In 2002, she landed back in Cornwall where she joined a 12-strong experimental performance company at the nascent Eden Project. It was during this optimistic and exciting time that she met and worked with Ollie. In the geodesic crucible of Eden, both actors connected with inspiring people from the world of theatre – and fell in love. Ollie’s journey had begun in Camborne in Cornwall: “I grew up in a very low-income family, but luckily my mum was into theatre, and we spent our whole time as children on the beach or in the woods, in castles and ancient sites...” Drawn to the performing arts, by the age of 16 he was dabbling in film while living and surfing at the Gower Peninsula in South Wales. “I found it hugely dissatisfying,” he says, “and realized that being an actor wasn’t about pursuing a path of fame. For me, it was all about live performance.” Returning to Cornwall, Ollie joined outdoor performance company Miracle Theatre, stretching his wings as an actor in Shakespearean plays against the backdrop of village greens, before being recruited for Eden Project. After 18 months of thrilling performances, the funding dried up and it was time to move on. With a large black book of exceptional contacts, the duo decided to set up their own company. “With Angelina’s appetite for risk-taking and wild forms of entertainment, and my passion for theatre and story- telling,” enthuses Ollie, “we started Rogue Theatre.”
Their creative impulses led Angelina and Ollie to tour the country with critically acclaimed performances of their ‘fairy-tale meets Kill Bill’ play,Beauty vs Beast, followed by an 80-night tour of the cutting-edge Burlesque show, Madame Lucinda’s Wonder Show. On the side, they put on cabaret shows for commercial clients, and devised and performed the woodland shows – not to mention running the Hullabaloo family area at Port Eliot Festival, Cornwall’s exceptionally popular literary event. Behind all the graft, the spectacle and drama, Ollie and Angelina have a deeply embedded social conscience. Their focus is on bringing the arts to the masses. “We wanted to support emerging talent and aspiration in Cornwall,” says Ollie, so in 2005 they launched the Twenty Five project at Port Eliot to create a platform and development opportunities for young artists. The wild cabaret tent presented different acts throughout the day and was not only popular with the audiences, but helped provide confidence and advice to the under 25s who were performing – sometimes for the first time.
Inclusiveness is a key part of Rogue Theatre – keeping the ticket prices low for the woodland events, giving people the opportunity to buy a ticket for those who could not afford one, and using crowd- funding to improve the audience environment. In the last year, the team has developed Rogue Kitchen, a magical woodland experience where the audience participates in building fires, chopping vegetables, foraging and making bread, stew and volcano cakes on the fire before watching a Rogue performance while eating the fruits of their labours, the aromatic woodsmoke turning sunbeams an unearthly blue in the background. But, Ollie says, there is a serious social message: “There are people who use food banks but will only choose products, rather than produce, because they don’t know what to do with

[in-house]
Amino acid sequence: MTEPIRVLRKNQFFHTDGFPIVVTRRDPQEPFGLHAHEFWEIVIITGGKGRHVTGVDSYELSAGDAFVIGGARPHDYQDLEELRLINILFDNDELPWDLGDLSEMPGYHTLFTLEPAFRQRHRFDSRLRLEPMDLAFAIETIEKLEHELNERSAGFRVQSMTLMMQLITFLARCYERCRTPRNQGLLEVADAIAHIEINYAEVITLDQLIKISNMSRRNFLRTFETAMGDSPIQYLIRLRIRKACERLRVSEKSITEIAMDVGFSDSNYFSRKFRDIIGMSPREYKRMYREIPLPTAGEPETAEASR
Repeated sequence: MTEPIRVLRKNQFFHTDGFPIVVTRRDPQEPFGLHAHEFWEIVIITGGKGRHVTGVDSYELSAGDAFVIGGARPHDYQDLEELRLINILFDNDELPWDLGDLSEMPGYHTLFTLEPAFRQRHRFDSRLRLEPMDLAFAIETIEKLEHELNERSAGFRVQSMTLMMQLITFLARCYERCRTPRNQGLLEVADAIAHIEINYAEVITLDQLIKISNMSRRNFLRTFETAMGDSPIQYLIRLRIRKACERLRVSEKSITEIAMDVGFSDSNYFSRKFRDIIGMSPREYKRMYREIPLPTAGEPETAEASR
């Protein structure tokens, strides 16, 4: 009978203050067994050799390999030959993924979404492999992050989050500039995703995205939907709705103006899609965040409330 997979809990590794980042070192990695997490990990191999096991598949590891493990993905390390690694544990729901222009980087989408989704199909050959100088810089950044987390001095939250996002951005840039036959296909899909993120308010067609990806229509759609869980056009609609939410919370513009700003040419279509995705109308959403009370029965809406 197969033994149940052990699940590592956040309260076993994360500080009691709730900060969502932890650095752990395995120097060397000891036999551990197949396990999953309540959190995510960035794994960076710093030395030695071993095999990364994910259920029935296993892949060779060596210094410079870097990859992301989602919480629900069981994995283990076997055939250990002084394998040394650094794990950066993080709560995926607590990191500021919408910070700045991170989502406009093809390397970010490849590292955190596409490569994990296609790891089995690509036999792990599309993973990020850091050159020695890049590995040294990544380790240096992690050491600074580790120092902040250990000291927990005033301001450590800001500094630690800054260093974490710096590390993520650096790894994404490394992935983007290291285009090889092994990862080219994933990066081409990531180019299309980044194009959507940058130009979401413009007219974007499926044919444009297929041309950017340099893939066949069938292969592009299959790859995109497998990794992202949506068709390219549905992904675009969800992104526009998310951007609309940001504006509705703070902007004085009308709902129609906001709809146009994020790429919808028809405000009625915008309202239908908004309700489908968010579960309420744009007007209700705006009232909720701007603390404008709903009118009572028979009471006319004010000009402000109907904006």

a potato, or how to cook rice. We want to develop a model that entices and engages people in the community in a creative way.”
As a couple, Ollie and Angelina manage to combine passion for their art with passion for equality and conveying meaning to their audience: “Our whole thing,” says Ollie, “is making theatre accessible to people who don’t normally take part in the arts... it’s theatre for the people.” Their attitude towards the talented Rogue Theatre team is commendably egalitarian. Clearly demarcating their roles – Ollie is the writer, Angelina is the director – helps them to avoid conflict: “You have to be professional; you can’t be having an argument in front of a room-full of people.” And they expect and incorporate feedback from the performers every step of the way. Everyone mucks in, too: after storms, the actors help to re-erect destroyed marquees, or put on wellies and dig trenches at the side of flooded roads to enable
the audience to reach Tehidy, or scrub pots for hours after a Rogue Kitchen event. Even the portaloos are cleaned by members of the company...
The stories – wild and magical as they are – are all imbued with this sense of equality. “From our point of view, everyone is equal,” says Ollie. “We recognize the complexity of people with understanding and tolerance.” The family shows in Tehidy woods and at Hullabaloo at Port Eliot are not specifically written with children in mind. “The journeys that an adult might go on can be quite profound, because the metaphors within the story can be interpreted at a deeper level from what is actually going on at face value for the children,” Ollie explains, warming to the theme of Rogue Theatre’s philosophy. He explains that his stories lend themselves well to a pagan interpretation. “For me, the idea of many gods serves the complex human condition far better then the idea of one god, and of good and bad and right and wrong.” Lest all this sounds a little worthy, the whole ethos of magic and wonder is always tempered with spadefuls of humour. Wild, mad, hilarious, and an art form all of its own – Rogue Theatre delves into the past, squirts in social commentary and invites the audience to participate in stirring the experience.